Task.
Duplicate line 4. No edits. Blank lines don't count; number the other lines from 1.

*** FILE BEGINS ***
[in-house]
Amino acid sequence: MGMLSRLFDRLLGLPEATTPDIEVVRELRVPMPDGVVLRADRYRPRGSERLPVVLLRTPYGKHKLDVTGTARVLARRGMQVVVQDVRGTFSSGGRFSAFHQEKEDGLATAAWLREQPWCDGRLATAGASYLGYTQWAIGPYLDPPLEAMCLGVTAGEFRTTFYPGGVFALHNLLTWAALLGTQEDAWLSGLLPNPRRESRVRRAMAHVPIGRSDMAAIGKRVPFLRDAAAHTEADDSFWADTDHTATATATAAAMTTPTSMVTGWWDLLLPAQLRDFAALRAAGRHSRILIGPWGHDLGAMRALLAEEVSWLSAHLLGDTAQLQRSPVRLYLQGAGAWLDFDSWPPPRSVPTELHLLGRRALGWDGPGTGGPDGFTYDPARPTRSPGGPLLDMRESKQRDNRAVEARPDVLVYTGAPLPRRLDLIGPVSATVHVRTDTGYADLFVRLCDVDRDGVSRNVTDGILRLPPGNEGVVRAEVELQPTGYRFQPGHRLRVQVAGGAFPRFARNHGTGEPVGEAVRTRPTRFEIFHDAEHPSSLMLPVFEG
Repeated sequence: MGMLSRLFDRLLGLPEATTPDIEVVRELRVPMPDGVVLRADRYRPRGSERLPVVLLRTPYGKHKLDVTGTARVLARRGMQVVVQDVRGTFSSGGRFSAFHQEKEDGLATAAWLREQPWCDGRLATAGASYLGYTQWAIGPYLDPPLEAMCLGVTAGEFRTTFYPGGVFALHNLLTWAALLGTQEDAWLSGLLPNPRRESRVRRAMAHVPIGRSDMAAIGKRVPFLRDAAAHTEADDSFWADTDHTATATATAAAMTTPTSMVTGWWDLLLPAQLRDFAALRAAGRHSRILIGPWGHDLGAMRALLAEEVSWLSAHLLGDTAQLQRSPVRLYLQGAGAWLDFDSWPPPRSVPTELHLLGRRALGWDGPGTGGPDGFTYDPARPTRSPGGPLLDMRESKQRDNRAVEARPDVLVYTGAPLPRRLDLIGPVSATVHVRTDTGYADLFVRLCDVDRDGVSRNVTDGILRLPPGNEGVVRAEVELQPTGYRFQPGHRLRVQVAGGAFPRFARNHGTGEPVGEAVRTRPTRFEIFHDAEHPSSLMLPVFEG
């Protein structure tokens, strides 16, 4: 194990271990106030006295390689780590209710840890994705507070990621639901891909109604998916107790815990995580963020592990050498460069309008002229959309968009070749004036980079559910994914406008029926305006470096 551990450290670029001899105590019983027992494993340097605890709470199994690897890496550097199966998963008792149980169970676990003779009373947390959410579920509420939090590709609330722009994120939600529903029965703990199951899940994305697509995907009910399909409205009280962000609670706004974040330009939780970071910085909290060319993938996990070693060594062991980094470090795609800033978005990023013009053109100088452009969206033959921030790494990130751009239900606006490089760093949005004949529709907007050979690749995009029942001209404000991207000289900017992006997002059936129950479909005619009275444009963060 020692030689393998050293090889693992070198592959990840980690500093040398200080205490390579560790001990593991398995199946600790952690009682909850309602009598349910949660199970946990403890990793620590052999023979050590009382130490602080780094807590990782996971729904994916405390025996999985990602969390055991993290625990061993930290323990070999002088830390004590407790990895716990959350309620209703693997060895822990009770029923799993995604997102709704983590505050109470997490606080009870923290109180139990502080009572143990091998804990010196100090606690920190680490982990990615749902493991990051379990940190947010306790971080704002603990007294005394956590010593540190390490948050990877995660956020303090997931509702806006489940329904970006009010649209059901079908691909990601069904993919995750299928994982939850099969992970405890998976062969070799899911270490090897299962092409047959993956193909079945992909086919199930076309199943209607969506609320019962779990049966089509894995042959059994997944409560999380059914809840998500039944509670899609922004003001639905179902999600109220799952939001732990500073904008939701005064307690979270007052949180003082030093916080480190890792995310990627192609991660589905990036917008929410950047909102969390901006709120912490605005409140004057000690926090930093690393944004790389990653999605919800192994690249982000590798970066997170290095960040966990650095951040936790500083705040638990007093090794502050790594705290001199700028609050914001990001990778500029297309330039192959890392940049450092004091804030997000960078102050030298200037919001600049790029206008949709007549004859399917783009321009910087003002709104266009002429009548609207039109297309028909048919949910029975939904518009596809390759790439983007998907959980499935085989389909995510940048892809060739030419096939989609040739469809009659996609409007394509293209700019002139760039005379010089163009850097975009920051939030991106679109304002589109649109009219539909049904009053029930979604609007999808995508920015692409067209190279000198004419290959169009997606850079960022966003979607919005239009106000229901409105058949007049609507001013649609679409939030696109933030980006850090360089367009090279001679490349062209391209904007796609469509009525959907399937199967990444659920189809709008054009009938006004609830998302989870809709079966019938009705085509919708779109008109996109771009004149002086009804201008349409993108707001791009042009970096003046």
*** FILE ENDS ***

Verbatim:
């Protein structure tokens, strides 16, 4: 194990271990106030006295390689780590209710840890994705507070990621639901891909109604998916107790815990995580963020592990050498460069309008002229959309968009070749004036980079559910994914406008029926305006470096 551990450290670029001899105590019983027992494993340097605890709470199994690897890496550097199966998963008792149980169970676990003779009373947390959410579920509420939090590709609330722009994120939600529903029965703990199951899940994305697509995907009910399909409205009280962000609670706004974040330009939780970071910085909290060319993938996990070693060594062991980094470090795609800033978005990023013009053109100088452009969206033959921030790494990130751009239900606006490089760093949005004949529709907007050979690749995009029942001209404000991207000289900017992006997002059936129950479909005619009275444009963060 020692030689393998050293090889693992070198592959990840980690500093040398200080205490390579560790001990593991398995199946600790952690009682909850309602009598349910949660199970946990403890990793620590052999023979050590009382130490602080780094807590990782996971729904994916405390025996999985990602969390055991993290625990061993930290323990070999002088830390004590407790990895716990959350309620209703693997060895822990009770029923799993995604997102709704983590505050109470997490606080009870923290109180139990502080009572143990091998804990010196100090606690920190680490982990990615749902493991990051379990940190947010306790971080704002603990007294005394956590010593540190390490948050990877995660956020303090997931509702806006489940329904970006009010649209059901079908691909990601069904993919995750299928994982939850099969992970405890998976062969070799899911270490090897299962092409047959993956193909079945992909086919199930076309199943209607969506609320019962779990049966089509894995042959059994997944409560999380059914809840998500039944509670899609922004003001639905179902999600109220799952939001732990500073904008939701005064307690979270007052949180003082030093916080480190890792995310990627192609991660589905990036917008929410950047909102969390901006709120912490605005409140004057000690926090930093690393944004790389990653999605919800192994690249982000590798970066997170290095960040966990650095951040936790500083705040638990007093090794502050790594705290001199700028609050914001990001990778500029297309330039192959890392940049450092004091804030997000960078102050030298200037919001600049790029206008949709007549004859399917783009321009910087003002709104266009002429009548609207039109297309028909048919949910029975939904518009596809390759790439983007998907959980499935085989389909995510940048892809060739030419096939989609040739469809009659996609409007394509293209700019002139760039005379010089163009850097975009920051939030991106679109304002589109649109009219539909049904009053029930979604609007999808995508920015692409067209190279000198004419290959169009997606850079960022966003979607919005239009106000229901409105058949007049609507001013649609679409939030696109933030980006850090360089367009090279001679490349062209391209904007796609469509009525959907399937199967990444659920189809709008054009009938006004609830998302989870809709079966019938009705085509919708779109008109996109771009004149002086009804201008349409993108707001791009042009970096003046």